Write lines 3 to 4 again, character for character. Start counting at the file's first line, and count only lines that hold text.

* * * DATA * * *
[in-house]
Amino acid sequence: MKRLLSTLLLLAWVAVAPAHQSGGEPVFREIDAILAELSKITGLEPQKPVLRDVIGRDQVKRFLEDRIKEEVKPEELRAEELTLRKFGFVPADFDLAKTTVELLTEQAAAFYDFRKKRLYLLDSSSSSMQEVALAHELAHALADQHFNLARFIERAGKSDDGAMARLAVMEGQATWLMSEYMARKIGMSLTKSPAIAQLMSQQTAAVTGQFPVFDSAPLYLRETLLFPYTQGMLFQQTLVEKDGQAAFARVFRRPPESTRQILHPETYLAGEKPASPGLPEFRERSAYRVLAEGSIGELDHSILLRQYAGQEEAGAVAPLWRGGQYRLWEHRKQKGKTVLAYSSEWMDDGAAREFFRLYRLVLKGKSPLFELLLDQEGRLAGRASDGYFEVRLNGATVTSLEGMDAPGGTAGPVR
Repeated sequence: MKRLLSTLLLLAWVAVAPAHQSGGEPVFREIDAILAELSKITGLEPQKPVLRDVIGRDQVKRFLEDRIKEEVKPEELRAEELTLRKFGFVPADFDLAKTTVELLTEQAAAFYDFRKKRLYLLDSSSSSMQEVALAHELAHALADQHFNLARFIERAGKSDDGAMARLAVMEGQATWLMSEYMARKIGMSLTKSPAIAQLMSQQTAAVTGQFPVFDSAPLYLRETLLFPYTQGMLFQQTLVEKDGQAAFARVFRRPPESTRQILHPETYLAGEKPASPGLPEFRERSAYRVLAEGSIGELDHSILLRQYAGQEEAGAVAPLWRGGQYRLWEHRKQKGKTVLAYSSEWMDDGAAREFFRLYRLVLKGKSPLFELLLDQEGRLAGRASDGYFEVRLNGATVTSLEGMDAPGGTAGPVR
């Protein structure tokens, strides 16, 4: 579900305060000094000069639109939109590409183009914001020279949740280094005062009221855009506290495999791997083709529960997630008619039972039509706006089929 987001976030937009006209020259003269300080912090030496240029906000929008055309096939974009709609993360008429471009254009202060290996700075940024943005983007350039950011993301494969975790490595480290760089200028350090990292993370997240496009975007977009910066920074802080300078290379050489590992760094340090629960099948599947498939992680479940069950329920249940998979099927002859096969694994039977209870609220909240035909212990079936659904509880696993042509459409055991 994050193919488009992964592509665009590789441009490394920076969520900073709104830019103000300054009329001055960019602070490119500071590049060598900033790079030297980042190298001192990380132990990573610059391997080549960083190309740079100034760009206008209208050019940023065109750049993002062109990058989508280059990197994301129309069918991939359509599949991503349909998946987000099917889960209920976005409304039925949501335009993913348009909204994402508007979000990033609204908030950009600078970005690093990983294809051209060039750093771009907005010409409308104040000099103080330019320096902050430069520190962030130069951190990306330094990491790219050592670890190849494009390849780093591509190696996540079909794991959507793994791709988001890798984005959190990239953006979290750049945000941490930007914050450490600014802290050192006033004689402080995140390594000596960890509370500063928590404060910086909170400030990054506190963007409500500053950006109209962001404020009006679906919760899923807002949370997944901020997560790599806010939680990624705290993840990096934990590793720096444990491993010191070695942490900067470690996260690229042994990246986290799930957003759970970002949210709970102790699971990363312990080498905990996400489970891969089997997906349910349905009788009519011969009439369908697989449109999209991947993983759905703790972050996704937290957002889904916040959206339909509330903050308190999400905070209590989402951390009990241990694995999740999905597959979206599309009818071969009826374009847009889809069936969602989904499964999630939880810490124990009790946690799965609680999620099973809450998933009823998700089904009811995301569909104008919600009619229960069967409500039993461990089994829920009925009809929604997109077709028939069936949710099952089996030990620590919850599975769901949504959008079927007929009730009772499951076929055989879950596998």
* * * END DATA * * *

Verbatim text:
Repeated sequence: MKRLLSTLLLLAWVAVAPAHQSGGEPVFREIDAILAELSKITGLEPQKPVLRDVIGRDQVKRFLEDRIKEEVKPEELRAEELTLRKFGFVPADFDLAKTTVELLTEQAAAFYDFRKKRLYLLDSSSSSMQEVALAHELAHALADQHFNLARFIERAGKSDDGAMARLAVMEGQATWLMSEYMARKIGMSLTKSPAIAQLMSQQTAAVTGQFPVFDSAPLYLRETLLFPYTQGMLFQQTLVEKDGQAAFARVFRRPPESTRQILHPETYLAGEKPASPGLPEFRERSAYRVLAEGSIGELDHSILLRQYAGQEEAGAVAPLWRGGQYRLWEHRKQKGKTVLAYSSEWMDDGAAREFFRLYRLVLKGKSPLFELLLDQEGRLAGRASDGYFEVRLNGATVTSLEGMDAPGGTAGPVR
């Protein structure tokens, strides 16, 4: 579900305060000094000069639109939109590409183009914001020279949740280094005062009221855009506290495999791997083709529960997630008619039972039509706006089929 987001976030937009006209020259003269300080912090030496240029906000929008055309096939974009709609993360008429471009254009202060290996700075940024943005983007350039950011993301494969975790490595480290760089200028350090990292993370997240496009975007977009910066920074802080300078290379050489590992760094340090629960099948599947498939992680479940069950329920249940998979099927002859096969694994039977209870609220909240035909212990079936659904509880696993042509459409055991 994050193919488009992964592509665009590789441009490394920076969520900073709104830019103000300054009329001055960019602070490119500071590049060598900033790079030297980042190298001192990380132990990573610059391997080549960083190309740079100034760009206008209208050019940023065109750049993002062109990058989508280059990197994301129309069918991939359509599949991503349909998946987000099917889960209920976005409304039925949501335009993913348009909204994402508007979000990033609204908030950009600078970005690093990983294809051209060039750093771009907005010409409308104040000099103080330019320096902050430069520190962030130069951190990306330094990491790219050592670890190849494009390849780093591509190696996540079909794991959507793994791709988001890798984005959190990239953006979290750049945000941490930007914050450490600014802290050192006033004689402080995140390594000596960890509370500063928590404060910086909170400030990054506190963007409500500053950006109209962001404020009006679906919760899923807002949370997944901020997560790599806010939680990624705290993840990096934990590793720096444990491993010191070695942490900067470690996260690229042994990246986290799930957003759970970002949210709970102790699971990363312990080498905990996400489970891969089997997906349910349905009788009519011969009439369908697989449109999209991947993983759905703790972050996704937290957002889904916040959206339909509330903050308190999400905070209590989402951390009990241990694995999740999905597959979206599309009818071969009826374009847009889809069936969602989904499964999630939880810490124990009790946690799965609680999620099973809450998933009823998700089904009811995301569909104008919600009619229960069967409500039993461990089994829920009925009809929604997109077709028939069936949710099952089996030990620590919850599975769901949504959008079927007929009730009772499951076929055989879950596998």